Raw steel production fell 8.2% from January to February, totaling in 126,579,000 in the latest monthly tally for 67 countries, reported by the World Steel Association.
That figure represents a 4.1% increase over the February 2016 total, and brings 2017 total global steel production to 26,416,000 million metric tons, a rise of 5.8% year-to-date versus the 2016 two-month total.
World Steel Assn. noted that February 2016 had 29 days, a point that seems to enhance the improvement in the latest figures. It may also lessen the significance of the current month-to-month decline.
The World Steel Assn. documents raw-steel output and capacity utilization rates for 67 countries. Raw (or crude) steel is the output of basic oxygen furnaces and electric arc furnaces that is cast into semi-finished products, such as slabs, blooms, or billets. World Steel reports tonnage and capacity utilization data for carbon and carbon alloy steel in 67 countries; data for production of stainless and specialty alloy steels are not included.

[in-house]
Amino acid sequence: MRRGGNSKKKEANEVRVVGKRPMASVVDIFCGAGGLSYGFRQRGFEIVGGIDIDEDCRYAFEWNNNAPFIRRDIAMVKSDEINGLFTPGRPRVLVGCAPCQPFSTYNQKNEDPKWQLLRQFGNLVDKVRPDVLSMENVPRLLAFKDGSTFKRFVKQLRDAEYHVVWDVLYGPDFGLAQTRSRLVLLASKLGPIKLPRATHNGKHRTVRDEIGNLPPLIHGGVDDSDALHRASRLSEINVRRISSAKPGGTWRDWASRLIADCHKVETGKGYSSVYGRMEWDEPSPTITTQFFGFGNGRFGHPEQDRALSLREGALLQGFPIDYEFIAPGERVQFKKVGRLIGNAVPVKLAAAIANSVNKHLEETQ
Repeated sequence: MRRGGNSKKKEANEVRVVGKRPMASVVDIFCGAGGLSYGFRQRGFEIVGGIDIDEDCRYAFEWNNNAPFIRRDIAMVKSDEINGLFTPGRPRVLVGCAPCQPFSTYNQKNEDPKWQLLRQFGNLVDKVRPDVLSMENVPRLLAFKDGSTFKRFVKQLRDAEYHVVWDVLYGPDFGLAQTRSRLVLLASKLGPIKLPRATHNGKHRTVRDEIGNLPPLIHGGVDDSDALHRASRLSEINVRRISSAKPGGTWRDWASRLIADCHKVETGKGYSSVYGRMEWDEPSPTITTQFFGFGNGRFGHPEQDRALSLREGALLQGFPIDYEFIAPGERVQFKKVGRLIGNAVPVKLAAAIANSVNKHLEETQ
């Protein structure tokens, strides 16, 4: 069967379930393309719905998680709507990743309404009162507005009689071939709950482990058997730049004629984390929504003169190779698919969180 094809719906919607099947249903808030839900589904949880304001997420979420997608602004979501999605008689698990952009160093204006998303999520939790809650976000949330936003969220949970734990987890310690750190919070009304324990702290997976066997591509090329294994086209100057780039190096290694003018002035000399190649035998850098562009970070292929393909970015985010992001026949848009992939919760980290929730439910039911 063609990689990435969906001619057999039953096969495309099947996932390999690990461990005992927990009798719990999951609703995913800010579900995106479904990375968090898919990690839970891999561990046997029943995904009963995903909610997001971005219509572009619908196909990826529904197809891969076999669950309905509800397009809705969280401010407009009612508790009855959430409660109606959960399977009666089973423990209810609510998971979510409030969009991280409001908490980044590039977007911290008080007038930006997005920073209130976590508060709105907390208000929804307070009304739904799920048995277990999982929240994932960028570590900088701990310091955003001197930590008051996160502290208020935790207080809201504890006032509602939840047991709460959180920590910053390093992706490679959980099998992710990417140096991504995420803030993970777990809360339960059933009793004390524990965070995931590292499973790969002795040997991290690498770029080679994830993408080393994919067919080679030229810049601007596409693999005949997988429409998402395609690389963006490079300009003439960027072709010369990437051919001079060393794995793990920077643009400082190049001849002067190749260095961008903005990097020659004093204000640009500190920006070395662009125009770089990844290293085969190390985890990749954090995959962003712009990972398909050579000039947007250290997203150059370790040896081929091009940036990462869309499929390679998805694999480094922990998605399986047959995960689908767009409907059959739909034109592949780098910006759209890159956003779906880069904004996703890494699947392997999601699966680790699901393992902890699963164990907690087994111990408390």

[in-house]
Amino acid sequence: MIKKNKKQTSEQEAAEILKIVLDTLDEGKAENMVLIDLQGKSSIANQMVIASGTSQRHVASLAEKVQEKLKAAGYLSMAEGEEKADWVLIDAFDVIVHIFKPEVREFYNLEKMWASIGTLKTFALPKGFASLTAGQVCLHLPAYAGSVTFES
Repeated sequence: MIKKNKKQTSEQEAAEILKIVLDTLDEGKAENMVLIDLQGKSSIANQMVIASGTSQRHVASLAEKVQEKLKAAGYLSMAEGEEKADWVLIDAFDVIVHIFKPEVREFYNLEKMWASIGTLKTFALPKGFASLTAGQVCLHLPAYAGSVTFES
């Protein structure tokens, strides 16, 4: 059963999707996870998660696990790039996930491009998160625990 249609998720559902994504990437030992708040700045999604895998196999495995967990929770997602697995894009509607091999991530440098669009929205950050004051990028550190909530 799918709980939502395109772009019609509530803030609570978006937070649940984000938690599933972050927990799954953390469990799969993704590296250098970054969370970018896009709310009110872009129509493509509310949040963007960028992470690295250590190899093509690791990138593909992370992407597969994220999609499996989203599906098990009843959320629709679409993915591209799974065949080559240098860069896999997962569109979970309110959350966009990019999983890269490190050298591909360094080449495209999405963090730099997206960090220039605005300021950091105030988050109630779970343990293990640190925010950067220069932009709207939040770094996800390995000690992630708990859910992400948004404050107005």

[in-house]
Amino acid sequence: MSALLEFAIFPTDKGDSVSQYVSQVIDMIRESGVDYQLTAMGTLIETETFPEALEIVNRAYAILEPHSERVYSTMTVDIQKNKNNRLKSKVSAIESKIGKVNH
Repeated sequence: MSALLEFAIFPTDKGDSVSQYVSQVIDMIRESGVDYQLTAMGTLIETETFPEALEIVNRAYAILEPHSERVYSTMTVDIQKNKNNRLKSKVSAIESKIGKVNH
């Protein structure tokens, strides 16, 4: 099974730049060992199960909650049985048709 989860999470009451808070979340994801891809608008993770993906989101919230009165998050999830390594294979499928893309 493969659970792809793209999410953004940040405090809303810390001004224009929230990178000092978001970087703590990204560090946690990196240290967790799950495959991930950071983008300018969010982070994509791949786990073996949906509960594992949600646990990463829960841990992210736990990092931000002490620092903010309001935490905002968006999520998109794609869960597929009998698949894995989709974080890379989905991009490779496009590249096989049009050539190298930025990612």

The raw steel capacity utilization rate is also encouraging: during February, raw-steel capacity utilization worldwide was 70.3%, up 1.1% from January and up 4% from the February 2016 rate.
In an October 2016 forecast for global steel demand, the Association forecast that 2017 global steel demand would increase 0.5% to 1.51 billion metric tons this year. The February results add to recent evidence of growing stability in the global steel industry — particularly in China and India — which for about three years has been beset with weak demand and excess capacity.
Chinese raw steel production for February was estimated at 61.2 million metric tons, down 9.5% from January but 4.6% higher than February 2016. China’s year-to-date steel output is 128.8 million metric tons, 5.82% higher than the January-February 2016 total.